Earlier this fall, a joint faculty committee from Texas A&M University Libraries and the Texas A&M Department of Biology took a fresh look at possible textbook options for introductory biology courses, resulting in a switch this summer to a free open-source solution, OpenStax, that is expected to save students more than $600,000 per year.
By Shana Hutchins, Texas A&M University College of Science
They can be found in the strangest of places beyond the long-since-forgotten box in the attic, including the random biology graduate’s niece’s library or within the collective stack comprising the perfect Texan-themed wall display in one of Aggieland’s newest boutique hotels.
Pick an edition, any edition (10 and counting) of Campbell Biology, the most widely-used introductory biology textbook in North America that’s more commonly, if not notoriously, known by generations of college students as the most expensive book resellers rarely buy back. The physically and financially imposing tome, published by Pearson, is required for all gateway biology courses at many institutions, including Texas A&M University. Soon, all Texas A&M students who are required to take introductory biology courses can expect to save a combined $600,000 per year thanks to a collaborative open-source textbook initiative from the Texas A&M University Libraries and the Texas A&M Department of Biology.
This summer, Texas A&M biology will make the switch from Campbell Biology to the OpenStax Introductory Biology textbook, an open-source product created under a Creative Commons license that allows for customization to suit both professor and course-specific needs. The online version of the text is free to students, and printed versions can be obtained at the student’s discretion for a nominal fee.
“The biology faculty were impressed with the quality of the OpenStax product and the ability to customize it,” said David H. Carlson, dean of University Libraries. “The OpenStax product is bundled with the same auxiliary resources – videos, activities, homework assignments, quiz questions – as the commercial product, which makes adoption simple for the faculty. The OpenStax text also can be divided into BIOL 111 and 112 versions to make them more user-friendly for the students and applicable for the respective courses.”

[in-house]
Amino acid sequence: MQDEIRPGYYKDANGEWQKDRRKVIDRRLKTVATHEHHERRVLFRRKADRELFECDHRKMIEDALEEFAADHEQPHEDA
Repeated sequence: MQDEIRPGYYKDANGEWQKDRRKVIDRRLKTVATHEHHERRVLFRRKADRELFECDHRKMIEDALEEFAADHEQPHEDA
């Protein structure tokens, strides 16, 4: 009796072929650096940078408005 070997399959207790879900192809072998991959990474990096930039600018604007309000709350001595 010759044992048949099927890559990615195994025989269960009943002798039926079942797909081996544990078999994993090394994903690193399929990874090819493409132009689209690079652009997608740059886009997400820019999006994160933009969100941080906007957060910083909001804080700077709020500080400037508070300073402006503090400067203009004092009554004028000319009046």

Carlson cites the University Libraries’ Open Access Textbook Initiative as proof of Texas A&M’s commitment to the broad benefits of open educational resources — a sentiment echoed by OpenStax representatives.
“A major research institution like Texas A&M University has high standards for the resources used in its courses,” said Nicole Finkbeiner, associate director for institutional relations at OpenStax. “By adopting OpenStax Biology, Texas A&M University is joining over 4,200 other institutions from around the world that value the quality, flexibility and affordability of OpenStax textbooks.”
Continue reading on the College of Science website.
Media contact: Shana K. Hutchins, (979) 862-1237 or email@example.com; Dr. David H. Carlson, (979) 845-8111 or firstname.lastname@example.org or Dr. Wayne K. Versaw, (979) 845-7747 or email@example.com.